7.5" Fossil Phytosaur Tibia on Metal Stand - Arizona

 
 
 
This is a well preserved, 7.5" long Phytosaur tibia that was collected from the Upper Triassic age Chinle Formation of Northeast Arizona. Both the proximal and distal ends of the bone are weathered, with the proximal end featuring a white coloration that's likely a result of sun bleaching. There are multiple repaired cracks through the diaphysis, one of which required some gap fill restoration. The other spot that required gap fill restoration is at a break between the proximal metaphysis and the diaphysis. Much of the cortical bone is still intact, revealing the bumpy origin and insertion points of tendons. This gorgeous bone displays nicely on the included custom metal display stand.

There are a variety of phytosaurids that come from this location, making it difficult to conclusively identify individual bones to a specific genus.

Phytosaurs are members of the order Phytosauria. These were semiaquatic, crocodile-like reptiles characterized by long snouts, conical teeth, short legs and long, low slung bodies. They had skin armored with scale like scutes. It is not clearly understood when Phytosaurus evolved. A number of apparently antecedent species have been found in the fossil record but their relationship to Phytosaurs is still being debated. Phytosaurus disappears from the fossil record during the Triassic- Jurassic Extinction, about 200 million years ago.

An artists reconstruction of a Phytosaur.  By Nobu Tamura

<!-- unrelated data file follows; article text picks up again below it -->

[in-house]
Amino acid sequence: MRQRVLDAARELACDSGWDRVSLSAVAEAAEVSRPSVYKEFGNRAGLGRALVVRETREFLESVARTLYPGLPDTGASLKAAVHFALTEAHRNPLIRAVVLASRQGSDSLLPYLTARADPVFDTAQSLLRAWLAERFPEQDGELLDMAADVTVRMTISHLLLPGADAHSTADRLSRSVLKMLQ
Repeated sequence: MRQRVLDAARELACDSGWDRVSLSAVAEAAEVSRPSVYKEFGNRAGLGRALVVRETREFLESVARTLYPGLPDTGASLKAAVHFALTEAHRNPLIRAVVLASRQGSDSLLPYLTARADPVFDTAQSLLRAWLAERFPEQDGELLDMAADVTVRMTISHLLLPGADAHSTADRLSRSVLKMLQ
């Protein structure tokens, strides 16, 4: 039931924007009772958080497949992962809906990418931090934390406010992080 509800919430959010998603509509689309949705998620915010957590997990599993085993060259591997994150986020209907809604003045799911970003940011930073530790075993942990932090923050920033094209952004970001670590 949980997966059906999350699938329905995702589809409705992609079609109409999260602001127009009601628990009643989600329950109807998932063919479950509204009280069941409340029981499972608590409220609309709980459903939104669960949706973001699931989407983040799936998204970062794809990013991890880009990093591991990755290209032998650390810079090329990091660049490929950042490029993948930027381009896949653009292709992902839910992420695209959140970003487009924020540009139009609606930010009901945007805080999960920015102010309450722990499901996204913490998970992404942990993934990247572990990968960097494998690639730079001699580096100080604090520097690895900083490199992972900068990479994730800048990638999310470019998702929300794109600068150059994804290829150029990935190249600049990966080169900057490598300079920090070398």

Generally, Phytosaurs looks like modern crocodilian.  It had a long snout, a mouth with conical teeth, short legs, long body with a long, heavy tail and thick armored skin.   Some species had longer, thinner snouts with thin conical teeth for catching fish, while others had comparatively shorter, wider snouts with conical teeth in the front and ripping teeth in the back of the mouth.  These were likely ambush hunters that snatched prey at the water’s edge, much like modern crocodiles.  The longest known Phytosaur was 39 feet long and would have been about as tall as a human at the top of its back.  Unlike modern Crocodilians, whose nostrils are at the end of their snouts, Phytosauria had their nostrils at the base of their snouts just above, or at the same level as their eyes.  Phytosaurs are not related to modern Crocodilians.  The similarities are an example of parallel evolution.  This is when two different animals develop similar characteristics and attributes without a common ancestor.

Phytosaurs were nearly globally distributed. The result is phytosaur fossils have been found in Europe, North America, India, Thailand, Brazil, Greenland and even Antarctica.
An artists reconstruction of a Phytosaur. By Nobu Tamura

Generally, Phytosaurs looks like modern crocodilian. It had a long snout, a mouth with conical teeth, short legs, long body with a long, heavy tail and thick armored skin. Some species had longer, thinner snouts with thin conical teeth for catching fish, while others had comparatively shorter, wider snouts with conical teeth in the front and ripping teeth in the back of the mouth. These were likely ambush hunters that snatched prey at the water’s edge, much like modern crocodiles. The longest known Phytosaur was 39 feet long and would have been about as tall as a human at the top of its back. Unlike modern Crocodilians, whose nostrils are at the end of their snouts, Phytosauria had their nostrils at the base of their snouts just above, or at the same level as their eyes. Phytosaurs are not related to modern Crocodilians. The similarities are an example of parallel evolution. This is when two different animals develop similar characteristics and attributes without a common ancestor.

Phytosaurs were nearly globally distributed. The result is phytosaur fossils have been found in Europe, North America, India, Thailand, Brazil, Greenland and even Antarctica.
DETAILS
SPECIES
Unidentified Phytosaur
LOCATION
Private Ranch, Northeast Arizona
FORMATION
Chinle Formation
SIZE
7.5" Long, 2.1" wide, 5.9" tall on stand
ITEM
#173483
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